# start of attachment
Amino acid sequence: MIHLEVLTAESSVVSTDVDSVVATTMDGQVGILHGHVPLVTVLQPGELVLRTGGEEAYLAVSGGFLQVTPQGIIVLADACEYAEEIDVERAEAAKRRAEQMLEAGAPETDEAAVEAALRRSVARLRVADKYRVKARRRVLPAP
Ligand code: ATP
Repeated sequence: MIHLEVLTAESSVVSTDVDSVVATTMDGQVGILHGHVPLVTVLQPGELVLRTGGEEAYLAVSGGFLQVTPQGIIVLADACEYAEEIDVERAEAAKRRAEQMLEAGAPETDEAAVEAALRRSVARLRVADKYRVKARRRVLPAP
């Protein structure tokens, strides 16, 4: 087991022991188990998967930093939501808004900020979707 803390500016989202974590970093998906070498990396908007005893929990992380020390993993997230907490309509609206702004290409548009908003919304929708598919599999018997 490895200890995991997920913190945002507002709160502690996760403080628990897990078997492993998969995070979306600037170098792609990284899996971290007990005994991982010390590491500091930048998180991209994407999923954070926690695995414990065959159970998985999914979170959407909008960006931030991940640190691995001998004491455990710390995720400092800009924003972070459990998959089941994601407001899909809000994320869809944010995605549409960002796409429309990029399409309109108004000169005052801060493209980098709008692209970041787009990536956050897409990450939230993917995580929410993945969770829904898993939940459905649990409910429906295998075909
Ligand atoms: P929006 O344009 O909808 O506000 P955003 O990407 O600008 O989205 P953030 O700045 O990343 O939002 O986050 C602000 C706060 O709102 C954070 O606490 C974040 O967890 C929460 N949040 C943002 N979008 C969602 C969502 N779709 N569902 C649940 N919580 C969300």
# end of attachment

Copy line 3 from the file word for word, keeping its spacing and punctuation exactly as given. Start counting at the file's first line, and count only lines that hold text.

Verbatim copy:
Repeated sequence: MIHLEVLTAESSVVSTDVDSVVATTMDGQVGILHGHVPLVTVLQPGELVLRTGGEEAYLAVSGGFLQVTPQGIIVLADACEYAEEIDVERAEAAKRRAEQMLEAGAPETDEAAVEAALRRSVARLRVADKYRVKARRRVLPAP